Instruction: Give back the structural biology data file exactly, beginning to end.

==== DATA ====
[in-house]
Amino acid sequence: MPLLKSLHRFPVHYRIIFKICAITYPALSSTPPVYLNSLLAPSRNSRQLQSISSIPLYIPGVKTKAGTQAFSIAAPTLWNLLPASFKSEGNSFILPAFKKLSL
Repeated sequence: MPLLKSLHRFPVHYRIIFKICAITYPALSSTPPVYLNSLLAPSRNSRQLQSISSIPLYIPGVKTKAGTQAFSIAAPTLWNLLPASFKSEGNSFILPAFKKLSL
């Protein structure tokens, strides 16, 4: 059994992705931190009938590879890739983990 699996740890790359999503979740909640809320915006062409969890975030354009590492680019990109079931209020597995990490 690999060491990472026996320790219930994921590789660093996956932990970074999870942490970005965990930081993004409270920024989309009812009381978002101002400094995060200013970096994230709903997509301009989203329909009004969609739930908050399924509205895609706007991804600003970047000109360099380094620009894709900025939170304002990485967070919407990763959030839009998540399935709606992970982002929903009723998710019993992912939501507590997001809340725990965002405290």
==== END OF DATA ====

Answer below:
[in-house]
Amino acid sequence: MPLLKSLHRFPVHYRIIFKICAITYPALSSTPPVYLNSLLAPSRNSRQLQSISSIPLYIPGVKTKAGTQAFSIAAPTLWNLLPASFKSEGNSFILPAFKKLSL
Repeated sequence: MPLLKSLHRFPVHYRIIFKICAITYPALSSTPPVYLNSLLAPSRNSRQLQSISSIPLYIPGVKTKAGTQAFSIAAPTLWNLLPASFKSEGNSFILPAFKKLSL
């Protein structure tokens, strides 16, 4: 059994992705931190009938590879890739983990 699996740890790359999503979740909640809320915006062409969890975030354009590492680019990109079931209020597995990490 690999060491990472026996320790219930994921590789660093996956932990970074999870942490970005965990930081993004409270920024989309009812009381978002101002400094995060200013970096994230709903997509301009989203329909009004969609739930908050399924509205895609706007991804600003970047000109360099380094620009894709900025939170304002990485967070919407990763959030839009998540399935709606992970982002929903009723998710019993992912939501507590997001809340725990965002405290």